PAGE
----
The National Labor Relations Board (NLRB) ruled that the electric vehicle and clean energy company Tesla violated labor law concerning union organizing when it fired a union activist and ordered its CEO Elon Musk to delete an “offending” anti-union 3-year-old tweet.
Tesla broke labor law that protects union organizing
“Nothing stopping Tesla team at our car plant from voting union. Could do so tmrw if they wanted. But why pay union dues & give up stock options for nothing? Our safety record is 2X better than when plant was UAW & everybody already gets healthcare.” Musk wrote in the 2018 tweet.
The decision against the company was issued last week by two Republican and one Democratic member of the agency and is related to several threats and unlawful attempts whose aim was to discourage union organizing at Tesla’s facility in Fremont, Calif. This is considered illegal since the National Labor Relations Act gives the employees in the private sector the right to form unions while also prohibiting employers from actively preventing or disrupting the employees’ attempts to exercise those rights.
The court injunction gives workers more freedom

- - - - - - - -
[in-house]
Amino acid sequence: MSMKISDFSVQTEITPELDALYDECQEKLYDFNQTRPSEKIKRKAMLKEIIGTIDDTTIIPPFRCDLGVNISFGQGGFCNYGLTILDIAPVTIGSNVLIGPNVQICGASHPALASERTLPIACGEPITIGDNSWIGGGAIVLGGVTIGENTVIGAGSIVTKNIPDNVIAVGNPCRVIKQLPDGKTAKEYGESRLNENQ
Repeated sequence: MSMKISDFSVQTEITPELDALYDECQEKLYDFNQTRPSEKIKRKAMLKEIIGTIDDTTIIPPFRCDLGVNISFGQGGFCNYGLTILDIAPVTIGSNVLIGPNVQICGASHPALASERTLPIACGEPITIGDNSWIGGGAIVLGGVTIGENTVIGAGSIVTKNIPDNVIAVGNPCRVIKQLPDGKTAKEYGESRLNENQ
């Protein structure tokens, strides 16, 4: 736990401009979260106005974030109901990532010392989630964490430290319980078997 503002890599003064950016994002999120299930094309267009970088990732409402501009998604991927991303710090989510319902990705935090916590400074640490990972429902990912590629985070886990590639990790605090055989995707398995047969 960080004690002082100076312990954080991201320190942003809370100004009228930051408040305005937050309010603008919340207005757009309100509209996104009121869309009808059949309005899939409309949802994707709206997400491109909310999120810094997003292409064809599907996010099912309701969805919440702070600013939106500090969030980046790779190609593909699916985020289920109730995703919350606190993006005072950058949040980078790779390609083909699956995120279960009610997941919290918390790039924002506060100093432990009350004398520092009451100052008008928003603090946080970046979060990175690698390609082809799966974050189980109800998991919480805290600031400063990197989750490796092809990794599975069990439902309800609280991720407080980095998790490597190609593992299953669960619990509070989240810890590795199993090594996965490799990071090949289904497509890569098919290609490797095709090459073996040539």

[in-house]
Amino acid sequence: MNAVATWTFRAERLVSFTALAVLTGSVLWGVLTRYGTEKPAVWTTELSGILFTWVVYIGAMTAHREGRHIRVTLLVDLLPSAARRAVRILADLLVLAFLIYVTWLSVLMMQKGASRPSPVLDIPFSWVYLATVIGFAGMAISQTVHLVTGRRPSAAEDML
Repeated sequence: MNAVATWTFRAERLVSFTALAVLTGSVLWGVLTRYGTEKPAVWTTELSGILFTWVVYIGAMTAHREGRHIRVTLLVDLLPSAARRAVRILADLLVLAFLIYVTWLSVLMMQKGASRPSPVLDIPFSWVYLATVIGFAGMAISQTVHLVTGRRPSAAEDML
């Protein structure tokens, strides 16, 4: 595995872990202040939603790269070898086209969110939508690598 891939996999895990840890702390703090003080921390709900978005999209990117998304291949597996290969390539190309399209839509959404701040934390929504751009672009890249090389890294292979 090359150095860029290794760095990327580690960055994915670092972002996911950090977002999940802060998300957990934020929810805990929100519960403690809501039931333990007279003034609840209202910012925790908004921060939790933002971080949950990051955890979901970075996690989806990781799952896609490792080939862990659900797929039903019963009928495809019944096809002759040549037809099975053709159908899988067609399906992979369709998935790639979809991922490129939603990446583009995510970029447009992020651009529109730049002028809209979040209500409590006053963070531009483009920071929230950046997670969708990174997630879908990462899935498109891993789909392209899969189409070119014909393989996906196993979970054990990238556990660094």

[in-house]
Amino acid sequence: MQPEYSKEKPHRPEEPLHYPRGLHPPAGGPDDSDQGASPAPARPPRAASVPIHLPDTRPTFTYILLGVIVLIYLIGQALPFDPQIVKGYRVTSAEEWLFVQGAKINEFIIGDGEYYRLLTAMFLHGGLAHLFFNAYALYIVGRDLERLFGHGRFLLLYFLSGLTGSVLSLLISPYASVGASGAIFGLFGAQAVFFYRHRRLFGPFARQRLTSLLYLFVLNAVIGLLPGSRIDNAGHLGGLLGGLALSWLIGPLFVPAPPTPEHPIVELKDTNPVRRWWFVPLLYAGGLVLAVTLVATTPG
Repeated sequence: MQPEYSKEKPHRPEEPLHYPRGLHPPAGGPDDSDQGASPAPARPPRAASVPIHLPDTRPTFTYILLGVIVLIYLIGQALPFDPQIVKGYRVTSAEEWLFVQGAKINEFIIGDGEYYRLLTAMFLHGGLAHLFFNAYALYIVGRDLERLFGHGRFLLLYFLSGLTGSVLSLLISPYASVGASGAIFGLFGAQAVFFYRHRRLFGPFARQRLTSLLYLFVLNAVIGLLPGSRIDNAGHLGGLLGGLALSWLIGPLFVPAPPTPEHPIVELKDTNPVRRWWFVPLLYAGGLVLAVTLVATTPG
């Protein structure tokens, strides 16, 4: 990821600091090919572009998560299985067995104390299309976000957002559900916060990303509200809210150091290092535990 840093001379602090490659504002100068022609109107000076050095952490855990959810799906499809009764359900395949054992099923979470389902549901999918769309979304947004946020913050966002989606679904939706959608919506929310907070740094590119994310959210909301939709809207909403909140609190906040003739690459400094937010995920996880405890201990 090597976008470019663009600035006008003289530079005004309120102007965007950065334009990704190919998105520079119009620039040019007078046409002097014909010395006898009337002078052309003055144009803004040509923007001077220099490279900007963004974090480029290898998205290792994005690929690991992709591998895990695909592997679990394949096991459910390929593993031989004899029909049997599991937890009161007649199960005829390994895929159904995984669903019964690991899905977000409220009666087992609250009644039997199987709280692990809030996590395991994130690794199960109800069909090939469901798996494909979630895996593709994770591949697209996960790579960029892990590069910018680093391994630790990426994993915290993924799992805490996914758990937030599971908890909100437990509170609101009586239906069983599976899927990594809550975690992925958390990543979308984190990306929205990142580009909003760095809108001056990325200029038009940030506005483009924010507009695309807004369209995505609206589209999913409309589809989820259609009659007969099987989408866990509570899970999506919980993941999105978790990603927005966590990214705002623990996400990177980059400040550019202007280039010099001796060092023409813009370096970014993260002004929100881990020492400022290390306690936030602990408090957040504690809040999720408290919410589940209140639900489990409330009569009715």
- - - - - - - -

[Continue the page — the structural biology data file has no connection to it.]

But the NLRB’s decision did not stop there. It also included a modification that Tesla employees can now speak with the media without asking for the company’s approval, an improvement from their previous restriction. In this case, the NLRB stated that national labor law generally “protects employees when they speak with the media about working conditions, labor disputes, or other terms and conditions of employment.” Previously, Tesla employees required authorization in order to have a conversation with the media, as per their confidentiality agreement.
The ruling directs Tesla to rehire the terminated employee, Richard Ortiz, if he so wishes, and compensate him for all the earnings, benefits, and taxes he is owed as a result of his unjustified firing. Ortiz was part of the campaign “Fair Future at Tesla”, an organization that encourages unionization and advocates for higher pay and shorter hours. At that time, Tesla stated that it should remain union-free.
NLRB’s ruling can be appealed to a federal court. While the NLRB does not have the legal authority to impose that an employer be subjected to either traditional penalties or punitive damages, it can order the respective employer to cease and desist from the unfair labor practice it has been accused of and to remedy the violation in question.